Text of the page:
MORNING UPDATE, 9:12 A.M.: In case you missed it, Larry Brooks of the Post had a statement from Chris Drury thanking the Rangers and their fans for his time in New York, and a buyout is expected today. Which clears cap space for our next topic of discussion.
(also, just a matter of when Ryan Callahan is named the next captain of the New York Rangers).
Here’s what I do know about the Brad Richards Sweepstakes (click here for a laugh). I know I’m glad I don’t have to make this decision by Friday, the way Glen Sather and his staff must.
See here’s the thing. Last year, I was kind of waffling the same way on Ilya Kovalchuk, who was going to be a lot more expensive, but who was easily one of the top half dozen or so players in the game, and who was still on the front nine of his prime. I thought, if the cap would allow, that he might be something cool to go out and buy, and you’d have him for a very long time.
Then I got a whiff that the Rangers weren’t going to be seriously involved—despite what one of our trolls tried to insist—and I lost interest.
The Rangers are almost surely going to be seriously involved this time. And I’m waffling again, far more so than on Kovalchuk.
1) The Rangers desperately need an upgrade in skill. They have one-third of a first line, and that won’t get it done, especially when the one-third played like a third-liner last year. They desperately need a guy who can make plays, and can get the puck to Marian Gaborik. They desperately need a player who can QB the power play. And take faceoffs.
I’ve said this before, the Rangers will be a serious contender the day that Ryan Callahan and Brandon Dubinsky are on the second line and the second power play (and nobody thinks more highly of Callahan than I do, and few think as highly of Dubinsky as I do).
Richards fills all of those holes. Even though some theorize that Gaborik is the type of winger who doesn’t need a premier playmaker (he scored 42 two years ago, on his own, pretty much), he surely needs a center better than Erik Christensen.
2) He is still, indeed in his prime. He is, obviously, a big-time player—he won the Conn Smythe for the Stanley Cup champion Tampa Bay Lightning. He sure knows John Tortorella, and vice versa. He apparently wants to come to New York to whatever degree. He’s an assist guy who can score goals, too, a skater who will fit Tortorella’s system, a proven point man.
3) The Rangers may not be one player away, but they are a lot closer than they’ve been in years … if they can upgrade their skill at key positions. This team has been about tomorrow for a little while, and eventually it has to start thinking about today. And we know that the Rangers went after Richards in March, but were smart enough to not give up the future to get him. Now here he is.
1) $$,$$$,$$$. Forget about Richards taking a discount to play for Torts, or to play in New York. He’s not coming here cheap. He’s probably going to the highest bidder, and there will be bidders: Toronto, probably L.A., maybe Philly (I think so, anyway), the Rangers, who knows what other teams will jump in. So it’s going to take big, big dollars and a long-term deal that will take him well into his late 30s, and probably a no-move. Most guys go for the last nickel in these sweepstakes.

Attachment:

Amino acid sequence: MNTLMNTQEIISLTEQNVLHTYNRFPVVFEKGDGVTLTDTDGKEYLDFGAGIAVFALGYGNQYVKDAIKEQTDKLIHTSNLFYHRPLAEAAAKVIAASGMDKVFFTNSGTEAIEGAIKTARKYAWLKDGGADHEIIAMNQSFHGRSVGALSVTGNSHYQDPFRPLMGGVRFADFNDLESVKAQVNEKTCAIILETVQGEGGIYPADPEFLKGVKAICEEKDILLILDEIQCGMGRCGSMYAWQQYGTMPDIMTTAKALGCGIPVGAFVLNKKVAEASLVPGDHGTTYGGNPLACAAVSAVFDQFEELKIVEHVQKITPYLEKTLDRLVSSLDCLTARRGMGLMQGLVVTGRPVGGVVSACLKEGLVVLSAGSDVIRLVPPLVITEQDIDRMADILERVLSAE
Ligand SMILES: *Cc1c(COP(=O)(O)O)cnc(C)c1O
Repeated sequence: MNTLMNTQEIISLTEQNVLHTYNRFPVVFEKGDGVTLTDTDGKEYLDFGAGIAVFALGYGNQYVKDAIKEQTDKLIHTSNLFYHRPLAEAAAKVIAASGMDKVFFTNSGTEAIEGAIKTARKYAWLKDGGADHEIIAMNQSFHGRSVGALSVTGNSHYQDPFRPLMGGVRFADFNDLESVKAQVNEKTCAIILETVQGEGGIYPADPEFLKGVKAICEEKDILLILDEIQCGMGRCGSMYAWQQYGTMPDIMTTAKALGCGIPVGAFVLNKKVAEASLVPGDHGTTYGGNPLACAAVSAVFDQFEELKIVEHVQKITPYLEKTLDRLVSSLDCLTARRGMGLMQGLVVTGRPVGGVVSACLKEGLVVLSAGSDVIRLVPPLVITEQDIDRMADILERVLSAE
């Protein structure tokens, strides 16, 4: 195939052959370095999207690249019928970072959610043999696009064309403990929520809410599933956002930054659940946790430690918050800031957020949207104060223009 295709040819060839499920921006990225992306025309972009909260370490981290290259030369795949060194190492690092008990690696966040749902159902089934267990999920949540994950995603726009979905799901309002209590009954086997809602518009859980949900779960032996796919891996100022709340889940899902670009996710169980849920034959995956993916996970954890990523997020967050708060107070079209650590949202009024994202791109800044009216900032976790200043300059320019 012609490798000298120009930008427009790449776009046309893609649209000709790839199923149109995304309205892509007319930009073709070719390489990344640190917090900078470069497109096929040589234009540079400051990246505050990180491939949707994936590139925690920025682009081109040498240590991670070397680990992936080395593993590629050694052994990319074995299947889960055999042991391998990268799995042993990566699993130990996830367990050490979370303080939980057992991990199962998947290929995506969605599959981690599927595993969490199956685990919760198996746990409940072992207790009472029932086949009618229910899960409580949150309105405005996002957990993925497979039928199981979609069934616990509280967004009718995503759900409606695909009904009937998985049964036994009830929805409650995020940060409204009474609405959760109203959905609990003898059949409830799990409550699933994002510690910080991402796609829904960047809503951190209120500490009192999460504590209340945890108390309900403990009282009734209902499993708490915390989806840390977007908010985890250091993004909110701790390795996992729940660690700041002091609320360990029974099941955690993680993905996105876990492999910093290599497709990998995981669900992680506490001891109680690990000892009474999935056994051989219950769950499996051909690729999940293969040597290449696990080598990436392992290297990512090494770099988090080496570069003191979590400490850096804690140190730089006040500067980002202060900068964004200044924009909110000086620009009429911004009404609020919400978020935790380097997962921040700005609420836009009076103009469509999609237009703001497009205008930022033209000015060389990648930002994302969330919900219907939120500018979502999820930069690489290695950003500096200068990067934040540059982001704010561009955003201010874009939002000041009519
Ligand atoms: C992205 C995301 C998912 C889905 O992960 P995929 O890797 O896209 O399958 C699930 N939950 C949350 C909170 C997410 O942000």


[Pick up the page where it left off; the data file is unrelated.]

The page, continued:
In other words, you’re looking at a contract that could be Redden-like, or Drury-like down the road … and the salary cap could be going down. In other words, whatever Richards brings now could be very costly later. Could be an absolute albatross. Try to imagine what it will look like in 2014, 2015, 2016.
2) As good as Richards is, he’s not a top-10 or even a top-20 player in the NHL. Not. Sorry. He isn’t. He’s very, very good. Right off the bat, he’s one of the Rangers’ three best players. But he’s not going to do things that other superstars in the NHL can do. And what the heck happens if his numbers start going down?
3) His head. If I were a GM, concussions would send me screaming. I’ve seen them end Rangers careers of Pat LaFontaine, Eric Lindros, Mike Richter, Jeff Beukeboom and others. We know that concussions are cumulative, that those who have had them are more susceptible, that the next will probably be worse than the last, and that it takes much less to cause the next one and the next one. I just don’t know if I’d be willing to go shopping for a recently-concussed player at any cost, no matter what his name or game. I’d be scared to death.
4) The next CBA. To repeat, the cap is probably going to go down. Maybe there will be terms in there to allow teams to get out from under contracts signed under the current CBA. Maybe.
5) The history of UFA. You could count on very few fingers the number of big-ticket free agents who signed and delivered big-time, start-to-finish of their contracts. The Rangers’ record in UFA signing is worse than most, if not all. And I don’t have to go into specific examples, do I? No. Look at it the other way: how many UFAs have the Rangers signed, historically, that did work out as hoped?
In other words, this thing could blow up in the Rangers’ faces a lot of ways.
Or … Richards could come in and be a star and get Gaborik going, and get the PP going, and who knows? Maybe, if they don’t have too many sophomore slumps and add another couple of pieces, they can be the Boston Bruins.
The fewer pros might outweight the cons. Richards makes this team better. But at what cost, and how long will he last, and can he perform to the level of his contract?
I don’t know.
AP photo, above.